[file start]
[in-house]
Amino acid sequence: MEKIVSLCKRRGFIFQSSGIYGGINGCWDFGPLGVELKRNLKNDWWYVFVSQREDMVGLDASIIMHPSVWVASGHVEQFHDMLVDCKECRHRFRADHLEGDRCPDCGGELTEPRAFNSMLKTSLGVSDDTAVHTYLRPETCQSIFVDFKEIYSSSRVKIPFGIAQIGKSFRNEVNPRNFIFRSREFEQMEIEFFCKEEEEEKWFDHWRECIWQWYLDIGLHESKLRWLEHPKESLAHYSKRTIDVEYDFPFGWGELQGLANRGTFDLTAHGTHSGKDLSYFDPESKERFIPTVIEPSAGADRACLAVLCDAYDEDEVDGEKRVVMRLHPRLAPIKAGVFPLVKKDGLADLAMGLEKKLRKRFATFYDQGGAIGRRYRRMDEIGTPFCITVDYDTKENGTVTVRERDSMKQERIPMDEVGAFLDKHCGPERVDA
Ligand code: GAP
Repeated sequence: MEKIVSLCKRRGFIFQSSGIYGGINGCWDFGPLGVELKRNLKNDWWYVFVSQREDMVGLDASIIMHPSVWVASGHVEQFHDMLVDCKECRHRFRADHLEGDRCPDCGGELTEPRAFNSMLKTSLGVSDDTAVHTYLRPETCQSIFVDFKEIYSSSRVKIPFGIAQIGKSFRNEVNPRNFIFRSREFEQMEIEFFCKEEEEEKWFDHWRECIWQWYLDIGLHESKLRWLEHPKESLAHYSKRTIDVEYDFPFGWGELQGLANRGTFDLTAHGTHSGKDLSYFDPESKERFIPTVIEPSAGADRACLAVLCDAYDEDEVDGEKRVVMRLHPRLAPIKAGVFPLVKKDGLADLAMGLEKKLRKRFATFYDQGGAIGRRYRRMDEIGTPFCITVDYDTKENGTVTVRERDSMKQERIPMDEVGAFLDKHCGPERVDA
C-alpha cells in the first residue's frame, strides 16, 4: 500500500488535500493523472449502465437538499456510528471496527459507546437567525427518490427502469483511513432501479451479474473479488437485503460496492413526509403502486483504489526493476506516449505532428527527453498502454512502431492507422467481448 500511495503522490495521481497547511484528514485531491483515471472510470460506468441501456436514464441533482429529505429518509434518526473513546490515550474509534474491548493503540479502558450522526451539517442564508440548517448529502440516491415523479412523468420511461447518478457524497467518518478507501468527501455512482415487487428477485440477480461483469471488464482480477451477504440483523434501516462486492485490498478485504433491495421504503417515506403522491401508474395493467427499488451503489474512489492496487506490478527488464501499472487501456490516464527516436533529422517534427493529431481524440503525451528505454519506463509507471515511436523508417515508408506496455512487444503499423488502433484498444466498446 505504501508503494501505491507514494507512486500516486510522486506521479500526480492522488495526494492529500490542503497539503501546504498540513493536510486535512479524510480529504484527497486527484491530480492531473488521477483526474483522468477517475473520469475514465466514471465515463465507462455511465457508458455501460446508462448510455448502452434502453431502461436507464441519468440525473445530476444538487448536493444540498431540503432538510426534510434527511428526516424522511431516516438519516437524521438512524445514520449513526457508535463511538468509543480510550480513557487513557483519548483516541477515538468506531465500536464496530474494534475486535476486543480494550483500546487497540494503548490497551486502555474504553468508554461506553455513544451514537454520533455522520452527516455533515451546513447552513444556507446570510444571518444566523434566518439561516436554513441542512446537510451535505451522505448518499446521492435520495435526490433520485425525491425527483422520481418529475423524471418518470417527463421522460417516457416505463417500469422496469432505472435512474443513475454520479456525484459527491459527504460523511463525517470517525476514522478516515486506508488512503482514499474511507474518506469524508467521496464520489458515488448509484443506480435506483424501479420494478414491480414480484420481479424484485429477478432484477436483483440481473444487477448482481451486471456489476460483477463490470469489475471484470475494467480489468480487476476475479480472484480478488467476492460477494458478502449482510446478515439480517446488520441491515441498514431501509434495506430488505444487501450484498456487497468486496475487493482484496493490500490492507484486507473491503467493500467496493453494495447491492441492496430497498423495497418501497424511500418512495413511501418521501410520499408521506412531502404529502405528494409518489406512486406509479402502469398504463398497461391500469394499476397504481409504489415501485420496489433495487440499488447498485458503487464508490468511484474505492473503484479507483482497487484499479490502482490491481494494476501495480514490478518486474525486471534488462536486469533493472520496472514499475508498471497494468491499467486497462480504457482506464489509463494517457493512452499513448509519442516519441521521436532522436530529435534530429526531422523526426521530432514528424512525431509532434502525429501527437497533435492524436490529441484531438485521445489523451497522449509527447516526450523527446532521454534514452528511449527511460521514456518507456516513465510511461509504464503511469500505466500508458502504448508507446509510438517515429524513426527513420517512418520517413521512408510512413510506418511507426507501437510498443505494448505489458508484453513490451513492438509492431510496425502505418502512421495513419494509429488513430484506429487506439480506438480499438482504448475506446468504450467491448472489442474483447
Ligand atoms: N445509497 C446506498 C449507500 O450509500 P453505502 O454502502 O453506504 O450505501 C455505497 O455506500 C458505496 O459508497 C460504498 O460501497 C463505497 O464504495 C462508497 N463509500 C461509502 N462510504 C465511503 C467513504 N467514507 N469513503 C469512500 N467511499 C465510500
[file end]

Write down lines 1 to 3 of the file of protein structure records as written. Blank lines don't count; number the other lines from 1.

[in-house]
Amino acid sequence: MEKIVSLCKRRGFIFQSSGIYGGINGCWDFGPLGVELKRNLKNDWWYVFVSQREDMVGLDASIIMHPSVWVASGHVEQFHDMLVDCKECRHRFRADHLEGDRCPDCGGELTEPRAFNSMLKTSLGVSDDTAVHTYLRPETCQSIFVDFKEIYSSSRVKIPFGIAQIGKSFRNEVNPRNFIFRSREFEQMEIEFFCKEEEEEKWFDHWRECIWQWYLDIGLHESKLRWLEHPKESLAHYSKRTIDVEYDFPFGWGELQGLANRGTFDLTAHGTHSGKDLSYFDPESKERFIPTVIEPSAGADRACLAVLCDAYDEDEVDGEKRVVMRLHPRLAPIKAGVFPLVKKDGLADLAMGLEKKLRKRFATFYDQGGAIGRRYRRMDEIGTPFCITVDYDTKENGTVTVRERDSMKQERIPMDEVGAFLDKHCGPERVDA
Ligand code: GAP